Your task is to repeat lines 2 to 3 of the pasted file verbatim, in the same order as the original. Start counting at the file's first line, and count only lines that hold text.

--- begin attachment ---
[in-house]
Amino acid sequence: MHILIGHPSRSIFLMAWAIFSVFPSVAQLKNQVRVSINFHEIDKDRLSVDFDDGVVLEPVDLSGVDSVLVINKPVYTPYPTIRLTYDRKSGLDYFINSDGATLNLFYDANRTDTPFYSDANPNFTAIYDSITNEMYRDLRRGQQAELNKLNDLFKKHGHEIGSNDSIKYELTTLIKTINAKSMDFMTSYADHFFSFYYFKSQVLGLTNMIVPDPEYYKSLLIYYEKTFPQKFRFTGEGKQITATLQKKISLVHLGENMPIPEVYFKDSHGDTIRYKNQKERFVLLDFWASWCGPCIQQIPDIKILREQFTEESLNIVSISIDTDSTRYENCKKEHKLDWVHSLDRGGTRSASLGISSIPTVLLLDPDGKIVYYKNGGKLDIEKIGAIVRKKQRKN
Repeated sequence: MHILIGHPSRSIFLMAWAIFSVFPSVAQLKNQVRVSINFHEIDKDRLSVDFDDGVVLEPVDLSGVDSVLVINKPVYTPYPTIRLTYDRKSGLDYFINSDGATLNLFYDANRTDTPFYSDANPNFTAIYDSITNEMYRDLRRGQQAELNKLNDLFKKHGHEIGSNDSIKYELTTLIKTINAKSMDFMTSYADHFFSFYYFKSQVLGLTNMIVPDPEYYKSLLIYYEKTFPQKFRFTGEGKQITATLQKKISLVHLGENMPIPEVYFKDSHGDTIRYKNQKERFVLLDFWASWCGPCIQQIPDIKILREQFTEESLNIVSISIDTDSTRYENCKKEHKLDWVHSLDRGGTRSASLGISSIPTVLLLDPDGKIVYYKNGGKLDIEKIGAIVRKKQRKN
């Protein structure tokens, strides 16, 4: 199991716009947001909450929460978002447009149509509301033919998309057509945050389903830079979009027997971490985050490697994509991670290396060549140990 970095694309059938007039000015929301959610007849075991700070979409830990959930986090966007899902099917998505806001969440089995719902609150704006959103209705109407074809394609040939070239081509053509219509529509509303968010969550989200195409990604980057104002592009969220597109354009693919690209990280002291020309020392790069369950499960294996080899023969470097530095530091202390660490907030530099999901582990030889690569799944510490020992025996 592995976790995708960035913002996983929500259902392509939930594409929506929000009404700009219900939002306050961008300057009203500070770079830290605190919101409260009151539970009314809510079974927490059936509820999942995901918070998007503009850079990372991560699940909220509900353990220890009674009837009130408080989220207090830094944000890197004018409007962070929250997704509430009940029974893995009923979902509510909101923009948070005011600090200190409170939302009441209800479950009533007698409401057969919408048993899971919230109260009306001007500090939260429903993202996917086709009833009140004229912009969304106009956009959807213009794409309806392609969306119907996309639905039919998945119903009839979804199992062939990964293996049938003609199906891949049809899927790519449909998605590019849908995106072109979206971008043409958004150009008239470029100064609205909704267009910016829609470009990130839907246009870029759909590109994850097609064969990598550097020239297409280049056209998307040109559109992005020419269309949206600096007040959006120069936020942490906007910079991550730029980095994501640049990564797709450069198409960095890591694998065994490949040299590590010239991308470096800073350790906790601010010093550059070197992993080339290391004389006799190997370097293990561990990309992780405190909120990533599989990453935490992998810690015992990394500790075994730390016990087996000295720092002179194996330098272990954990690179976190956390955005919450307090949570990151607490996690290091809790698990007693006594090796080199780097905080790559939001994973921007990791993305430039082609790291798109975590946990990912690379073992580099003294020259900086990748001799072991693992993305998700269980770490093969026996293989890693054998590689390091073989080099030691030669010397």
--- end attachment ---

Amino acid sequence: MHILIGHPSRSIFLMAWAIFSVFPSVAQLKNQVRVSINFHEIDKDRLSVDFDDGVVLEPVDLSGVDSVLVINKPVYTPYPTIRLTYDRKSGLDYFINSDGATLNLFYDANRTDTPFYSDANPNFTAIYDSITNEMYRDLRRGQQAELNKLNDLFKKHGHEIGSNDSIKYELTTLIKTINAKSMDFMTSYADHFFSFYYFKSQVLGLTNMIVPDPEYYKSLLIYYEKTFPQKFRFTGEGKQITATLQKKISLVHLGENMPIPEVYFKDSHGDTIRYKNQKERFVLLDFWASWCGPCIQQIPDIKILREQFTEESLNIVSISIDTDSTRYENCKKEHKLDWVHSLDRGGTRSASLGISSIPTVLLLDPDGKIVYYKNGGKLDIEKIGAIVRKKQRKN
Repeated sequence: MHILIGHPSRSIFLMAWAIFSVFPSVAQLKNQVRVSINFHEIDKDRLSVDFDDGVVLEPVDLSGVDSVLVINKPVYTPYPTIRLTYDRKSGLDYFINSDGATLNLFYDANRTDTPFYSDANPNFTAIYDSITNEMYRDLRRGQQAELNKLNDLFKKHGHEIGSNDSIKYELTTLIKTINAKSMDFMTSYADHFFSFYYFKSQVLGLTNMIVPDPEYYKSLLIYYEKTFPQKFRFTGEGKQITATLQKKISLVHLGENMPIPEVYFKDSHGDTIRYKNQKERFVLLDFWASWCGPCIQQIPDIKILREQFTEESLNIVSISIDTDSTRYENCKKEHKLDWVHSLDRGGTRSASLGISSIPTVLLLDPDGKIVYYKNGGKLDIEKIGAIVRKKQRKN